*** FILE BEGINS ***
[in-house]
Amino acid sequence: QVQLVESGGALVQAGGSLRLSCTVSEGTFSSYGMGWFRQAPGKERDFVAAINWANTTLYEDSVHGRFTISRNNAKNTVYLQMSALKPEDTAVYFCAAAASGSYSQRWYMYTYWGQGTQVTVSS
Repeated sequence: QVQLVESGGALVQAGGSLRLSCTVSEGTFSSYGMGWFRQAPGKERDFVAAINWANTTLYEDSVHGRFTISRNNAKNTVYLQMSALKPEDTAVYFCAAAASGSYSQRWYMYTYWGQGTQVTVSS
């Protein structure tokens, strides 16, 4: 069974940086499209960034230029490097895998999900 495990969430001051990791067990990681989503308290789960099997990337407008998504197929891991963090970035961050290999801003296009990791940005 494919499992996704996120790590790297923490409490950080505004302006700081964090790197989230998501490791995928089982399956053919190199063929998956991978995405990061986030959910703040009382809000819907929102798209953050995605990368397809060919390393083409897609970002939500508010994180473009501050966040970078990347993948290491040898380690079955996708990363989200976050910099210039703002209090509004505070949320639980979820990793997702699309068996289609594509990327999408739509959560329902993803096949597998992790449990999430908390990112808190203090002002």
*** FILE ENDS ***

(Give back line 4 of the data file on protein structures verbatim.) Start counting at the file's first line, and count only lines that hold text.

């Protein structure tokens, strides 16, 4: 069974940086499209960034230029490097895998999900 495990969430001051990791067990990681989503308290789960099997990337407008998504197929891991963090970035961050290999801003296009990791940005 494919499992996704996120790590790297923490409490950080505004302006700081964090790197989230998501490791995928089982399956053919190199063929998956991978995405990061986030959910703040009382809000819907929102798209953050995605990368397809060919390393083409897609970002939500508010994180473009501050966040970078990347993948290491040898380690079955996708990363989200976050910099210039703002209090509004505070949320639980979820990793997702699309068996289609594509990327999408739509959560329902993803096949597998992790449990999430908390990112808190203090002002």